Worldwide internet traffic will soon bypass one trillion gigabytes.
Worldwide internet traffic will soon bypass one trillion gigabytes. Sam Ward

By the end of 2016, Cisco estimates that Internet traffic will bypass 1 zettabyte. For those who think of storage in the relatable terms of a smartphone, a zettabyte is 1,000 exabytes, which translates into 1 trillion gigabytes—or roughly 300 trillion photos of your baby and dog.

The profusion of data from phones, wearables, and the Internet of Things affords us new insights. But it also opens the door to hacking. “We never thought about the implications of all this additional data,” says Samy Kamkar, an independent security researcher and hacker. “We’ve all become targets.” According to IDC, 90 percent of IT networks will have experienced a security breach by the end of 2015.

But as hacking grows, so too does cybersecurity. The research firm MarketsandMarkets estimates the email-encryption market will increase 23 percent annually until 2020. This past year, Gmail began developing warnings for messages that come through a non-encrypted connection, Netflix decided to encrypt all its data, and the Electronic Frontier Foundation launched the Let’s Encrypt program, to transition the Web to the more-secure HTTPS protocol. While the extra protection won’t necessarily make us impervious to hacks, says Kamkar, “when it does happen, it won’t undermine your life like before.”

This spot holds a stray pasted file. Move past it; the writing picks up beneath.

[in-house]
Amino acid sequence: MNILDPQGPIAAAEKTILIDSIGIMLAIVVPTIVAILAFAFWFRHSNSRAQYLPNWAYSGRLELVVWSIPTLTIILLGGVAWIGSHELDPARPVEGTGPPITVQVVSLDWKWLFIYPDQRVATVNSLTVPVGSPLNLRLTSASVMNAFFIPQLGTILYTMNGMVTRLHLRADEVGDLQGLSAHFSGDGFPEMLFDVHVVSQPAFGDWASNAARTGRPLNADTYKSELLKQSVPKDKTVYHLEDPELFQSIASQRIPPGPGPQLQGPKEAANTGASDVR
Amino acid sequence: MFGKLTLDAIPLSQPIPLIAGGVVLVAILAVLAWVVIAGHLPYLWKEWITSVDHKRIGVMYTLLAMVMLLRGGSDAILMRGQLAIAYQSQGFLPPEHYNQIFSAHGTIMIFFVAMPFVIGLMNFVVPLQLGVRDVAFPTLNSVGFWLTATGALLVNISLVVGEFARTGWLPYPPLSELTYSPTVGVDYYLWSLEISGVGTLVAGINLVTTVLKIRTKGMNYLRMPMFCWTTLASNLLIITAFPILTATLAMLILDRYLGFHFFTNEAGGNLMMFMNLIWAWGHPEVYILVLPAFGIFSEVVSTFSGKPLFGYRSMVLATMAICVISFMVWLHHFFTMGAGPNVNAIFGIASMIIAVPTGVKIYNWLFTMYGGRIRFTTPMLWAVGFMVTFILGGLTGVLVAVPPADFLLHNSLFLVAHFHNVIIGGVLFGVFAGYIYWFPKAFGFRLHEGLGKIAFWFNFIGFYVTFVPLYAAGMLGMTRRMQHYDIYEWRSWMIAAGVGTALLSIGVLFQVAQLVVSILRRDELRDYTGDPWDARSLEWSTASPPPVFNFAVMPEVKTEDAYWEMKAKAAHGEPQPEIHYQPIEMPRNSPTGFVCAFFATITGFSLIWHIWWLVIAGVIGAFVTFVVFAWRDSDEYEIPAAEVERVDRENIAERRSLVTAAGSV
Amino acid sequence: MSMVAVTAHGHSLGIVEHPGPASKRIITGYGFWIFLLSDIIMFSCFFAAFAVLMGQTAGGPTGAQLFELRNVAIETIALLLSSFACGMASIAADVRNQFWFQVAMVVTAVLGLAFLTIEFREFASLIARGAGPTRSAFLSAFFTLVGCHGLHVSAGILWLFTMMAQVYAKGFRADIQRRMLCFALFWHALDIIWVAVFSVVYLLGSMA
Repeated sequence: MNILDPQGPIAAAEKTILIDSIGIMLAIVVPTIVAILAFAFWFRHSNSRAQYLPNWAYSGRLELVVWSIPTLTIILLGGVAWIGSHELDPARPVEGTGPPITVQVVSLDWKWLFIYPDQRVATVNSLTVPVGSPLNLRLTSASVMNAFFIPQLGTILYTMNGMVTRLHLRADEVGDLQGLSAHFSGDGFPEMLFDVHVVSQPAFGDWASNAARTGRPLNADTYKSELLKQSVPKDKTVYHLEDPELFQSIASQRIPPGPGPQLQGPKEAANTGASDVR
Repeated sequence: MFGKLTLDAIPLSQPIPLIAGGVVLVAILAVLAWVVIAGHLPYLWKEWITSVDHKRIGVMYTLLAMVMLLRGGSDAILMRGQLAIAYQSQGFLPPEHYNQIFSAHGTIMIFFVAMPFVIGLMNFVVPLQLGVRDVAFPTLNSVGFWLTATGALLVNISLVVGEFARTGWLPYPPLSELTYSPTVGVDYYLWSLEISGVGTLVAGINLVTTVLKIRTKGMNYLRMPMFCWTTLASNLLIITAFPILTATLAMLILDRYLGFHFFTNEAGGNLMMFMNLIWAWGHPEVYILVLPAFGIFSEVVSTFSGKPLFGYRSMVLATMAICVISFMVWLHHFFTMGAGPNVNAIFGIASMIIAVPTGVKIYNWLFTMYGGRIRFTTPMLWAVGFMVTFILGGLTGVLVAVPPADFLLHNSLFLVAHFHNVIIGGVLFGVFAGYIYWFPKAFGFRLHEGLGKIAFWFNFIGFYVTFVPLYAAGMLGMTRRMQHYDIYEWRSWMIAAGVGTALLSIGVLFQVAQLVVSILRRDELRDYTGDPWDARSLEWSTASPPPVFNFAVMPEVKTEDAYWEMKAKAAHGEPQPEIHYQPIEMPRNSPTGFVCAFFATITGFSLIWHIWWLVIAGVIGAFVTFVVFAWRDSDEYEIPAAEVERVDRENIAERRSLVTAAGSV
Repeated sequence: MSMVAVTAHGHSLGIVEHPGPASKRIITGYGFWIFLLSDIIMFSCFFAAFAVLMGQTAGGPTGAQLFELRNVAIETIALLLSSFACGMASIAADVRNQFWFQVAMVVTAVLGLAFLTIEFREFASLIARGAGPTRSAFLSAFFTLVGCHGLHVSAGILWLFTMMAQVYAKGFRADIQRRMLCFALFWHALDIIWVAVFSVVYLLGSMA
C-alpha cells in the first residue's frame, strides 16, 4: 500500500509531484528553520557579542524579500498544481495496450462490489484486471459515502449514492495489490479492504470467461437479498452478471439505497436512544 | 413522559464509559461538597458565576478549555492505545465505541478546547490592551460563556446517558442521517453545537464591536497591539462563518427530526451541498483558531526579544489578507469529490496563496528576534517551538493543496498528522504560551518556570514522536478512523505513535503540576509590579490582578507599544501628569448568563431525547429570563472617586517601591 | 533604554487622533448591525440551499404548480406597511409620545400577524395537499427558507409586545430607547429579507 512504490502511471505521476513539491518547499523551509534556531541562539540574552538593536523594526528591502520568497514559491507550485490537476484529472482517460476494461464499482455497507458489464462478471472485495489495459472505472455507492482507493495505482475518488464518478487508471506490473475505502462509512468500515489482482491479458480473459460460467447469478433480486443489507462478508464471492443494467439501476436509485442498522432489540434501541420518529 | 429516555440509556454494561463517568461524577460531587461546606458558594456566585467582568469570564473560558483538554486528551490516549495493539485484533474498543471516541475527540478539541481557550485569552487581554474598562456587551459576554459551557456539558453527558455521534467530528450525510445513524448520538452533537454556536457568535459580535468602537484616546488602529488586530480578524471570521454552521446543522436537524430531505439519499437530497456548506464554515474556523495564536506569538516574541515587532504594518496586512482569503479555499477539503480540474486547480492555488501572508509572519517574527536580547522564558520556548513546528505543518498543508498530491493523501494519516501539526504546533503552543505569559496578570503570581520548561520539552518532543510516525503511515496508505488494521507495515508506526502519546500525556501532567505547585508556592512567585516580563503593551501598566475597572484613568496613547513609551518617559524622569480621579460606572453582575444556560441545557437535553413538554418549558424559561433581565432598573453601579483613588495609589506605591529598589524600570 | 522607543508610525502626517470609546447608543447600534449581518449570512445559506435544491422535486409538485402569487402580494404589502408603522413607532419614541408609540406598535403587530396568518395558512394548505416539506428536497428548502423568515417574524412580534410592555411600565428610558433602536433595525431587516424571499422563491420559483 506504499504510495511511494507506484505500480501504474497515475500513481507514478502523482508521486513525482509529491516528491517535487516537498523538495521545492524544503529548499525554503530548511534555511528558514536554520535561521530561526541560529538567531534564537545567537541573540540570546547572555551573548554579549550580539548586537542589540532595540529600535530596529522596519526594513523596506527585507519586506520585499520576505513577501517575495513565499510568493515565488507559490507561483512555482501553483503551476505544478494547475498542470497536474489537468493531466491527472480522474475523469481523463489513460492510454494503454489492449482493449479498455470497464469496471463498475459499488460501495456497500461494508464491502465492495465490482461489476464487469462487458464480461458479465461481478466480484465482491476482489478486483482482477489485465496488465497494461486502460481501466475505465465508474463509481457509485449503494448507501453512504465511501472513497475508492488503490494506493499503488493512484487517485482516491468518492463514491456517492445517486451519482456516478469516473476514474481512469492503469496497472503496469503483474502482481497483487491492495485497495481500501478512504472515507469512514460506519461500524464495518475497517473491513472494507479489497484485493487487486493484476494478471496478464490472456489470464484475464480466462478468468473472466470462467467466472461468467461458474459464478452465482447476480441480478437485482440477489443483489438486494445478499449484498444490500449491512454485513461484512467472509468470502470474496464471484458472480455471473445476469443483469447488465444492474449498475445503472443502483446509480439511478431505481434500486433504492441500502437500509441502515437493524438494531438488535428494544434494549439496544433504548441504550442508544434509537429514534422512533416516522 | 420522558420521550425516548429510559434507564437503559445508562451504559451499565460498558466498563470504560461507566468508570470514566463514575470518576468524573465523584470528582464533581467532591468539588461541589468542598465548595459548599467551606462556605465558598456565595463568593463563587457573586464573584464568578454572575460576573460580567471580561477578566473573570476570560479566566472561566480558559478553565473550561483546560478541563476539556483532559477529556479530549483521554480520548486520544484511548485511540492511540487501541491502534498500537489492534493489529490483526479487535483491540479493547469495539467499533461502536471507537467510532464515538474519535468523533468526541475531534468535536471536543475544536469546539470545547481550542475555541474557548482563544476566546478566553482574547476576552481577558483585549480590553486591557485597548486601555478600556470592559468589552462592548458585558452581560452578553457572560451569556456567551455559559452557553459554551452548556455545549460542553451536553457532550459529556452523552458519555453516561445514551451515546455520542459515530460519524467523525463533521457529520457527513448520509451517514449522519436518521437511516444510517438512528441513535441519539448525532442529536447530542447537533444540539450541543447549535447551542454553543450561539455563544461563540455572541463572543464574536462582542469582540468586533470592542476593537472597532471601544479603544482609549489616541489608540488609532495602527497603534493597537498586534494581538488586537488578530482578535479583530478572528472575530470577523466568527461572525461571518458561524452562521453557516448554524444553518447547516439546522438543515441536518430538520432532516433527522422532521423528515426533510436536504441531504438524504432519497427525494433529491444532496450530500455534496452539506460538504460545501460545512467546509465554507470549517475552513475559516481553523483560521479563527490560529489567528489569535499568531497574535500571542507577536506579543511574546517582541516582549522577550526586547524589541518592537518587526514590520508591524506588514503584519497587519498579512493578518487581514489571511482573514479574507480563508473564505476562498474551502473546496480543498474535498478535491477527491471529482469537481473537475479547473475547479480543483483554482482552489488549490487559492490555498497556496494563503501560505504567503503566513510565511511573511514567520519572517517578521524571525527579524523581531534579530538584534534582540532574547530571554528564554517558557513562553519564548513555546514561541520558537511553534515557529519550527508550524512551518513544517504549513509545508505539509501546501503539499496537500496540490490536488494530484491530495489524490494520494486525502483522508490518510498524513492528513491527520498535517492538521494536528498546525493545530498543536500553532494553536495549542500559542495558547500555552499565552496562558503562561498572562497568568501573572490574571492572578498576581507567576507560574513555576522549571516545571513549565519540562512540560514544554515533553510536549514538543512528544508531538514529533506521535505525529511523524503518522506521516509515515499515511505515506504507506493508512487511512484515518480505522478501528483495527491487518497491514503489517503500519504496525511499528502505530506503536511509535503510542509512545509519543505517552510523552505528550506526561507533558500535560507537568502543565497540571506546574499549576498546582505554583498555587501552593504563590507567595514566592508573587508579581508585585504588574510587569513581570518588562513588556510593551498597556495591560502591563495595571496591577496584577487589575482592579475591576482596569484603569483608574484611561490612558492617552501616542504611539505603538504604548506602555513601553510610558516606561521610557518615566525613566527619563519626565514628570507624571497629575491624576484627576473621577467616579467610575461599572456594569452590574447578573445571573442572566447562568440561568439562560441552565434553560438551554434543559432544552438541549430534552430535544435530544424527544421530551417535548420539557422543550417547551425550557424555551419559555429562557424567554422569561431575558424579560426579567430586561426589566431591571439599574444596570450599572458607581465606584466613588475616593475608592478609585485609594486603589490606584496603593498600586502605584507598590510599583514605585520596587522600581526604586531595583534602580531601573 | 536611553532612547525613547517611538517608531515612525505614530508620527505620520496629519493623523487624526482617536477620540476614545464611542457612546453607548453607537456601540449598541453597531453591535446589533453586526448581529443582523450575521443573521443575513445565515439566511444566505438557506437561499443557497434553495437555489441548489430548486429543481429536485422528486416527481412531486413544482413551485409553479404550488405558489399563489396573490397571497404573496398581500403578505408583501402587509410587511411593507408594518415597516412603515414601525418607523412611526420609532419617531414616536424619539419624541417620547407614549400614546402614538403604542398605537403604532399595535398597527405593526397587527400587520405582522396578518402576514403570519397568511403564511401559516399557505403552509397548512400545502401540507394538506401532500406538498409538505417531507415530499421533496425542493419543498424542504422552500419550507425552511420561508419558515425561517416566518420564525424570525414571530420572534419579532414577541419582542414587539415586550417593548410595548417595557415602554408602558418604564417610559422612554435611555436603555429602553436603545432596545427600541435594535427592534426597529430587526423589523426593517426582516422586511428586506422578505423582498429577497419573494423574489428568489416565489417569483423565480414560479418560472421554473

This article was originally published in the January/February 2016 issue of Popular Science, as part of our Big Ideas Of 2016 feature.